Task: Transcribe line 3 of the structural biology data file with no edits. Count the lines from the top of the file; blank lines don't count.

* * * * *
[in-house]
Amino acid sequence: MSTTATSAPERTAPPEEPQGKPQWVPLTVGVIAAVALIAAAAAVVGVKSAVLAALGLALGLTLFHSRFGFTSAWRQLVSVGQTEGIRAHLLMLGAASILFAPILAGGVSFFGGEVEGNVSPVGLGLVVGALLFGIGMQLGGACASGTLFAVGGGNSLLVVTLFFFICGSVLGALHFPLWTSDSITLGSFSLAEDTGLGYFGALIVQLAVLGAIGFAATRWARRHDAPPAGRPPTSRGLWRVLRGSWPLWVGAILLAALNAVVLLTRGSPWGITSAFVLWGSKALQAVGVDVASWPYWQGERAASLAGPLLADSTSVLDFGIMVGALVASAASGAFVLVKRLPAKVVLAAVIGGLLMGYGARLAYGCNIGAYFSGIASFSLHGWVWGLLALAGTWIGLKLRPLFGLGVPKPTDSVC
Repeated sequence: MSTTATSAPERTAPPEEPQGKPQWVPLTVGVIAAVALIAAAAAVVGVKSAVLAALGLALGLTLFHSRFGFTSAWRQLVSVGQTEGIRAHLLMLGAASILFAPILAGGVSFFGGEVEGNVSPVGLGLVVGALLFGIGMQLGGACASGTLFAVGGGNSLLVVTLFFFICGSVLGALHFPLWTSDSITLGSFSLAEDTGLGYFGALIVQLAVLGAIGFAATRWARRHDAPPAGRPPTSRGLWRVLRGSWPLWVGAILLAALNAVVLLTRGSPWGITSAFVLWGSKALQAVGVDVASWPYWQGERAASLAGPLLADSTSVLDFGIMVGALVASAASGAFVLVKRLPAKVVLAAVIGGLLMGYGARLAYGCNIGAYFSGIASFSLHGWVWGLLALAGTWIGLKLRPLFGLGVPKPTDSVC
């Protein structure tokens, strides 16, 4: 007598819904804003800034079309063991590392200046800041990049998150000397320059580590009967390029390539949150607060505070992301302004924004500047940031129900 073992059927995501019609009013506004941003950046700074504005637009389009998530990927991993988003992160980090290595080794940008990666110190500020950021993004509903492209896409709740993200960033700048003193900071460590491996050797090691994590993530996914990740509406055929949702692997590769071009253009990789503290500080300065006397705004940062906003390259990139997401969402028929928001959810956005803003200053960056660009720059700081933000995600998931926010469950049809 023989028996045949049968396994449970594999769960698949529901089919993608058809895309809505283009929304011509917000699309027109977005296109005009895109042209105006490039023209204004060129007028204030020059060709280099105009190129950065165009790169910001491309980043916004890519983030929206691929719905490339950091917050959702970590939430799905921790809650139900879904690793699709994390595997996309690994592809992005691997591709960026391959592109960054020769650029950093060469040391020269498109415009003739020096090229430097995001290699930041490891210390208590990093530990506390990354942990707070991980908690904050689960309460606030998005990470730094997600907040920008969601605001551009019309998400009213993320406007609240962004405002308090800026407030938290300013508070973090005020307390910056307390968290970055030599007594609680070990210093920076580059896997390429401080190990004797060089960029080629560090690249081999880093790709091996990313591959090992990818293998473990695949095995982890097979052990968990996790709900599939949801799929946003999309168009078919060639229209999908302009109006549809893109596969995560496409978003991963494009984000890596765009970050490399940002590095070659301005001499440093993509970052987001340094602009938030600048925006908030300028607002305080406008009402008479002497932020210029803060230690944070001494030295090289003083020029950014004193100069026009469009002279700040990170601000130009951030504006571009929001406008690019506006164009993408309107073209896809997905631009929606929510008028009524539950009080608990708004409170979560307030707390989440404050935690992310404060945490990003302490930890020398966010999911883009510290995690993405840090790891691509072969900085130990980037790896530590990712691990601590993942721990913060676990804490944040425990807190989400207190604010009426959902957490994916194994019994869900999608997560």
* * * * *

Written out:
Repeated sequence: MSTTATSAPERTAPPEEPQGKPQWVPLTVGVIAAVALIAAAAAVVGVKSAVLAALGLALGLTLFHSRFGFTSAWRQLVSVGQTEGIRAHLLMLGAASILFAPILAGGVSFFGGEVEGNVSPVGLGLVVGALLFGIGMQLGGACASGTLFAVGGGNSLLVVTLFFFICGSVLGALHFPLWTSDSITLGSFSLAEDTGLGYFGALIVQLAVLGAIGFAATRWARRHDAPPAGRPPTSRGLWRVLRGSWPLWVGAILLAALNAVVLLTRGSPWGITSAFVLWGSKALQAVGVDVASWPYWQGERAASLAGPLLADSTSVLDFGIMVGALVASAASGAFVLVKRLPAKVVLAAVIGGLLMGYGARLAYGCNIGAYFSGIASFSLHGWVWGLLALAGTWIGLKLRPLFGLGVPKPTDSVC